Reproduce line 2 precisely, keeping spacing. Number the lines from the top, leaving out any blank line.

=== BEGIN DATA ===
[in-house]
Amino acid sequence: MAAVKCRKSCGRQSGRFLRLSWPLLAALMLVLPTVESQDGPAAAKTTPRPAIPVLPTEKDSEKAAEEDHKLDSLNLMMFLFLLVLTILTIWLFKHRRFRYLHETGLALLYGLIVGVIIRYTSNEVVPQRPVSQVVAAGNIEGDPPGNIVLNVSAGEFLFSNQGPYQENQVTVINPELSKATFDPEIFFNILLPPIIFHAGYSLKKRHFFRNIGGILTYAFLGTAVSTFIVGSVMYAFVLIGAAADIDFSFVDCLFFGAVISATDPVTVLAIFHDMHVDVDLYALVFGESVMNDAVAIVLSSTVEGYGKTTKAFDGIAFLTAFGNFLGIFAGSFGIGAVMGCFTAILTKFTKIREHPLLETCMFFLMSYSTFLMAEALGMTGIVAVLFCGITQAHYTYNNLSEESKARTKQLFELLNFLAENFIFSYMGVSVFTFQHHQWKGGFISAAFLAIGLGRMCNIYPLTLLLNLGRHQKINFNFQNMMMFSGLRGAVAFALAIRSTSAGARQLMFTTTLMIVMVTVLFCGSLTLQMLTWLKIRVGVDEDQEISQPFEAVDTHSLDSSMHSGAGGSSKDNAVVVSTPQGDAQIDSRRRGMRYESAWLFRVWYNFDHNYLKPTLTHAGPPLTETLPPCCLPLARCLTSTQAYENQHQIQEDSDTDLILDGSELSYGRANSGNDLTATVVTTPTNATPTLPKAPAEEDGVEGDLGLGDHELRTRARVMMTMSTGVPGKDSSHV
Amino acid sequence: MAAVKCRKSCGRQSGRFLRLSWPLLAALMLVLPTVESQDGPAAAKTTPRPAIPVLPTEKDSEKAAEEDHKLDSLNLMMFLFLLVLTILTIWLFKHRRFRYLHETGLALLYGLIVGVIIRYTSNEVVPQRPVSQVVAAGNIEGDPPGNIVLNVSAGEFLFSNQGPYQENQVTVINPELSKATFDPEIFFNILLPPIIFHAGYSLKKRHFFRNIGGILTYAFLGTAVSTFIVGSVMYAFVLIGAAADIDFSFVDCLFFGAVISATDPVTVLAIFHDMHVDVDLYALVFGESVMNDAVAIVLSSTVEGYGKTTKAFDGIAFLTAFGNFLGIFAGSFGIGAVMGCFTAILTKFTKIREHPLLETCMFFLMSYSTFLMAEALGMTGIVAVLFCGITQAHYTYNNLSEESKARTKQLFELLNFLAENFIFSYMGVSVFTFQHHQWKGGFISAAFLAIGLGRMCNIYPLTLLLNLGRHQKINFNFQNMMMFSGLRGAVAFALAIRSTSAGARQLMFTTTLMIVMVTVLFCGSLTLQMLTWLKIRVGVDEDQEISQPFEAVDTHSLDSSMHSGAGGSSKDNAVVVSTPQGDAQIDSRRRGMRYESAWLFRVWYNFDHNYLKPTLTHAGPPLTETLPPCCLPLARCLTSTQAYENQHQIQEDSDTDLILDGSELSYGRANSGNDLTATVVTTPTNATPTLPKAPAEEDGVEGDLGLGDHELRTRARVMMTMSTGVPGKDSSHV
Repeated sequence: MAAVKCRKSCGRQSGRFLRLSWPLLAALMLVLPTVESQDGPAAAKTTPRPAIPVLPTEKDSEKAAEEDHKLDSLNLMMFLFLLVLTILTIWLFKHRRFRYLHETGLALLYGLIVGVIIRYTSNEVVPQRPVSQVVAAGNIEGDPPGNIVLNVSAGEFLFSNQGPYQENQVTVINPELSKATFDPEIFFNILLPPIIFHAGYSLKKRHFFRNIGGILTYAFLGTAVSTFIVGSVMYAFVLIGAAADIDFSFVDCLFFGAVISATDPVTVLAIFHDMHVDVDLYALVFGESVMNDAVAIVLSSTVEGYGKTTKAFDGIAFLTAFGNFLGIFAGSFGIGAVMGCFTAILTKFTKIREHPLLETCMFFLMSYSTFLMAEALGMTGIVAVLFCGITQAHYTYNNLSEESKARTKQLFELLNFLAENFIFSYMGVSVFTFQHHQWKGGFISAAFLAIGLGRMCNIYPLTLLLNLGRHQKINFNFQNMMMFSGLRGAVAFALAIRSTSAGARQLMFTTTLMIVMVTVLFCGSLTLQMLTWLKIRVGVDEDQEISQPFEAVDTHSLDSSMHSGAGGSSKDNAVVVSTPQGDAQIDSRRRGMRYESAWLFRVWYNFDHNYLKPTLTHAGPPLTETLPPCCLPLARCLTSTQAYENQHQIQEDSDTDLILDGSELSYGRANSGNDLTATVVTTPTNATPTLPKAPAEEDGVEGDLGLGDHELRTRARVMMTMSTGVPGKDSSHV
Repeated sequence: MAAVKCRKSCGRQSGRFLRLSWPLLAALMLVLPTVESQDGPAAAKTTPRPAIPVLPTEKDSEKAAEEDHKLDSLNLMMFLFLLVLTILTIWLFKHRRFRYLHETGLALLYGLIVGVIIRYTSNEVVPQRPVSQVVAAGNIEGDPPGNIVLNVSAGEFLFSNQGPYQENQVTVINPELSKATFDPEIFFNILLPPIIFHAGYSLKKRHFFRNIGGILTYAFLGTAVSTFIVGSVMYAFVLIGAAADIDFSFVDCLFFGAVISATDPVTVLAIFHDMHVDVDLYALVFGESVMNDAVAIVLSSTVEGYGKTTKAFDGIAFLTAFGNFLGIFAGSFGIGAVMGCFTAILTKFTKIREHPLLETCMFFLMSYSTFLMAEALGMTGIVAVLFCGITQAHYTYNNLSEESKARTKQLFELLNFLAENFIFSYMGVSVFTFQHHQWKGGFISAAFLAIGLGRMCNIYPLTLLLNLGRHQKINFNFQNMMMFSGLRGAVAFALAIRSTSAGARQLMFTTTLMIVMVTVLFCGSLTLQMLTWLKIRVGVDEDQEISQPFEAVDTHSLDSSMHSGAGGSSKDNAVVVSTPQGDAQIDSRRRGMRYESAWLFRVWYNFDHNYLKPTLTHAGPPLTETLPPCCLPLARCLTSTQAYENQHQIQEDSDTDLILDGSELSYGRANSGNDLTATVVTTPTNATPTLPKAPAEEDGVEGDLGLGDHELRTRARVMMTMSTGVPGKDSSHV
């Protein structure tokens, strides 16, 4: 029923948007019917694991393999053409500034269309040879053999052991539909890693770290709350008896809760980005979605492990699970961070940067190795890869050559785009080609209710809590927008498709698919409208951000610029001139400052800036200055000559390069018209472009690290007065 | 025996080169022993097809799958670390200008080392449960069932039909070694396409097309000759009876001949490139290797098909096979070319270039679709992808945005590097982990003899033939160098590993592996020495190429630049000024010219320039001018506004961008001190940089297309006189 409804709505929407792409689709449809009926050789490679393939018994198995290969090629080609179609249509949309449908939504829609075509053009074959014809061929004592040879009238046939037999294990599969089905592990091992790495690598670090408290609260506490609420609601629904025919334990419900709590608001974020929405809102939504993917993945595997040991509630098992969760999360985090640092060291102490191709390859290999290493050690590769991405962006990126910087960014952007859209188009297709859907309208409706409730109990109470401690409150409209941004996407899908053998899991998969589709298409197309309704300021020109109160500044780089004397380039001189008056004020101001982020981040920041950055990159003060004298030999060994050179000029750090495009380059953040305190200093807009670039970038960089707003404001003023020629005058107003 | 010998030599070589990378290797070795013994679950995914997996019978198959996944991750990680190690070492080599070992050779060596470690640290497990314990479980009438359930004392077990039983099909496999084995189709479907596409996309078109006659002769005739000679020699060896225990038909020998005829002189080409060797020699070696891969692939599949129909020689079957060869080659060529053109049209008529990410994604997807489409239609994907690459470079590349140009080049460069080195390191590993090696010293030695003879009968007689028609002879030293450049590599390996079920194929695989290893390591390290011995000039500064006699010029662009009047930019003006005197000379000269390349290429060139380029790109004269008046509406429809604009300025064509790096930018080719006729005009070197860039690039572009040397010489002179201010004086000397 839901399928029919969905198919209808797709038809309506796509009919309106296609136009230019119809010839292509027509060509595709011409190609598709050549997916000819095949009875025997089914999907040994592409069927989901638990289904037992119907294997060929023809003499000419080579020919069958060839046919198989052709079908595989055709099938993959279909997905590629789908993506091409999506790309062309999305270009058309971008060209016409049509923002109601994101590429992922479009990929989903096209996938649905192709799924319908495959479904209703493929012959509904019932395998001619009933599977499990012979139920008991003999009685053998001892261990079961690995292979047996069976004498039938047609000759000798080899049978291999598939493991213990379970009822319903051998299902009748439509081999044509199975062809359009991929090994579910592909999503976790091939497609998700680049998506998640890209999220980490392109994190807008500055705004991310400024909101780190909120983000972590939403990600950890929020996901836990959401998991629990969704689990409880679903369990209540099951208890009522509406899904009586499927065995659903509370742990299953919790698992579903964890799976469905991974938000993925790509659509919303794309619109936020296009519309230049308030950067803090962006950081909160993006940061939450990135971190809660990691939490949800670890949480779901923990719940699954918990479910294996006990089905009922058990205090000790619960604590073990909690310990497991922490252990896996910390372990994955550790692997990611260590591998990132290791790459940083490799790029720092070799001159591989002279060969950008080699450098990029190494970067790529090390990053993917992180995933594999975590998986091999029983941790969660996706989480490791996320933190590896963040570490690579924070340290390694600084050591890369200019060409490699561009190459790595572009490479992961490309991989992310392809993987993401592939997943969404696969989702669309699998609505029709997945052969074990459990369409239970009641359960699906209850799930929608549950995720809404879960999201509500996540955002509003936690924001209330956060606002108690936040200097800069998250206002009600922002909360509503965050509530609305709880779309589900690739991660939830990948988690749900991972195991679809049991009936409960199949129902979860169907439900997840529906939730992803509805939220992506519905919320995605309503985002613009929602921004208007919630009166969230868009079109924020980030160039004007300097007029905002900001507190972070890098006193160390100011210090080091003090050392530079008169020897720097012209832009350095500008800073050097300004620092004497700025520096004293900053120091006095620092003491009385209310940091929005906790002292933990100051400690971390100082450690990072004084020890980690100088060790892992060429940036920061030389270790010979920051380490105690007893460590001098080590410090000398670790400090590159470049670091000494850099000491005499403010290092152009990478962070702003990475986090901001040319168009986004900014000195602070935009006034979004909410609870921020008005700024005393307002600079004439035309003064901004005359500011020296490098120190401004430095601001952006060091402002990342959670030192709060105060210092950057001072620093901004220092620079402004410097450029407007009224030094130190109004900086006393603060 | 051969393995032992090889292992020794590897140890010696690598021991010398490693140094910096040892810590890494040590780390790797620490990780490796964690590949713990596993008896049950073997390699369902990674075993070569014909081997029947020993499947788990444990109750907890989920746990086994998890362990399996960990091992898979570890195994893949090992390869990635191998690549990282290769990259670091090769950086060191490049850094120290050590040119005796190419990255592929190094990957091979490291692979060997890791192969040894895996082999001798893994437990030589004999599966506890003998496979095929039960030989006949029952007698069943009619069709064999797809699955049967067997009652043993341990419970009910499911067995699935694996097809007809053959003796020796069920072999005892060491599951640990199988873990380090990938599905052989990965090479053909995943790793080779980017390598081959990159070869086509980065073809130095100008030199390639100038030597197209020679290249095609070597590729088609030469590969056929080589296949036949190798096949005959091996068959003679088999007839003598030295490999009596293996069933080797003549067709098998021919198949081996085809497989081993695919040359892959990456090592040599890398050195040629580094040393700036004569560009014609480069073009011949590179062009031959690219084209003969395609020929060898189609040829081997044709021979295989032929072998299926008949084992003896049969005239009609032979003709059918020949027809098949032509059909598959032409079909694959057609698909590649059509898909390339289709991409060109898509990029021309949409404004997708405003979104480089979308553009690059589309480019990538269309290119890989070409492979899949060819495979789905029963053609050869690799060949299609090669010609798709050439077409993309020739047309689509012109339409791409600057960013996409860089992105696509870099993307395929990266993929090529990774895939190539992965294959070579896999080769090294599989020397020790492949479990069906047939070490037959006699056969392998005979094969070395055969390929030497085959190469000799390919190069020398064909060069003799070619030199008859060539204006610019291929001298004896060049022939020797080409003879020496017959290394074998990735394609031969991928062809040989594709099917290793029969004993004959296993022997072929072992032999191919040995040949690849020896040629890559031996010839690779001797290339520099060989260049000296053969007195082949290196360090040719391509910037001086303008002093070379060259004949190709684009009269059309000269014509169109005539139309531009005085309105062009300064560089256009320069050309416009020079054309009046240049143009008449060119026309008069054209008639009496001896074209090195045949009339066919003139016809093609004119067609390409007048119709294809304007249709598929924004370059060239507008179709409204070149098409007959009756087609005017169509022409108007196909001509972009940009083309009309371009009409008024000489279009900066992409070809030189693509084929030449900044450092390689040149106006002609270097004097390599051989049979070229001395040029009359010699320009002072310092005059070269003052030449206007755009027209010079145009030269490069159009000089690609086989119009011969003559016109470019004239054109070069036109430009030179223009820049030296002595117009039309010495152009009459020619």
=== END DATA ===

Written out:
Amino acid sequence: MAAVKCRKSCGRQSGRFLRLSWPLLAALMLVLPTVESQDGPAAAKTTPRPAIPVLPTEKDSEKAAEEDHKLDSLNLMMFLFLLVLTILTIWLFKHRRFRYLHETGLALLYGLIVGVIIRYTSNEVVPQRPVSQVVAAGNIEGDPPGNIVLNVSAGEFLFSNQGPYQENQVTVINPELSKATFDPEIFFNILLPPIIFHAGYSLKKRHFFRNIGGILTYAFLGTAVSTFIVGSVMYAFVLIGAAADIDFSFVDCLFFGAVISATDPVTVLAIFHDMHVDVDLYALVFGESVMNDAVAIVLSSTVEGYGKTTKAFDGIAFLTAFGNFLGIFAGSFGIGAVMGCFTAILTKFTKIREHPLLETCMFFLMSYSTFLMAEALGMTGIVAVLFCGITQAHYTYNNLSEESKARTKQLFELLNFLAENFIFSYMGVSVFTFQHHQWKGGFISAAFLAIGLGRMCNIYPLTLLLNLGRHQKINFNFQNMMMFSGLRGAVAFALAIRSTSAGARQLMFTTTLMIVMVTVLFCGSLTLQMLTWLKIRVGVDEDQEISQPFEAVDTHSLDSSMHSGAGGSSKDNAVVVSTPQGDAQIDSRRRGMRYESAWLFRVWYNFDHNYLKPTLTHAGPPLTETLPPCCLPLARCLTSTQAYENQHQIQEDSDTDLILDGSELSYGRANSGNDLTATVVTTPTNATPTLPKAPAEEDGVEGDLGLGDHELRTRARVMMTMSTGVPGKDSSHV